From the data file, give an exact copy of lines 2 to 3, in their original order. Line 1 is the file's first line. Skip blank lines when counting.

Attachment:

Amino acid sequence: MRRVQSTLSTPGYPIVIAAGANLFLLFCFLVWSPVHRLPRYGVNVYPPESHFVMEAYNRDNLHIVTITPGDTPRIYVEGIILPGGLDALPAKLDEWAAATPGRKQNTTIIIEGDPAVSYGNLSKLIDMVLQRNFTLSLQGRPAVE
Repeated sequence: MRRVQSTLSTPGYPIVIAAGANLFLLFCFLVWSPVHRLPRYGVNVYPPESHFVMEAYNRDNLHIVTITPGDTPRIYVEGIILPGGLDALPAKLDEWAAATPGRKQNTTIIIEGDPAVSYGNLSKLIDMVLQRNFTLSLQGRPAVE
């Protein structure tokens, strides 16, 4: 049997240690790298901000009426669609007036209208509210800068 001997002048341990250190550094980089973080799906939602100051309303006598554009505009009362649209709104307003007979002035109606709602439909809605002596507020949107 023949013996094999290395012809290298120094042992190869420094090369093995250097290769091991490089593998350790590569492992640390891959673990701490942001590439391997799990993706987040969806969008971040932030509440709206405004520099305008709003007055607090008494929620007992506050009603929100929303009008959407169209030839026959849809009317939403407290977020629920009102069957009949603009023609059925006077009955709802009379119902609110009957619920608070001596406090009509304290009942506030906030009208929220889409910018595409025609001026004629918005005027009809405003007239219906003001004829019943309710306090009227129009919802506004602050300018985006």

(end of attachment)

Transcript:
Repeated sequence: MRRVQSTLSTPGYPIVIAAGANLFLLFCFLVWSPVHRLPRYGVNVYPPESHFVMEAYNRDNLHIVTITPGDTPRIYVEGIILPGGLDALPAKLDEWAAATPGRKQNTTIIIEGDPAVSYGNLSKLIDMVLQRNFTLSLQGRPAVE
């Protein structure tokens, strides 16, 4: 049997240690790298901000009426669609007036209208509210800068 001997002048341990250190550094980089973080799906939602100051309303006598554009505009009362649209709104307003007979002035109606709602439909809605002596507020949107 023949013996094999290395012809290298120094042992190869420094090369093995250097290769091991490089593998350790590569492992640390891959673990701490942001590439391997799990993706987040969806969008971040932030509440709206405004520099305008709003007055607090008494929620007992506050009603929100929303009008959407169209030839026959849809009317939403407290977020629920009102069957009949603009023609059925006077009955709802009379119902609110009957619920608070001596406090009509304290009942506030906030009208929220889409910018595409025609001026004629918005005027009809405003007239219906003001004829019943309710306090009227129009919802506004602050300018985006």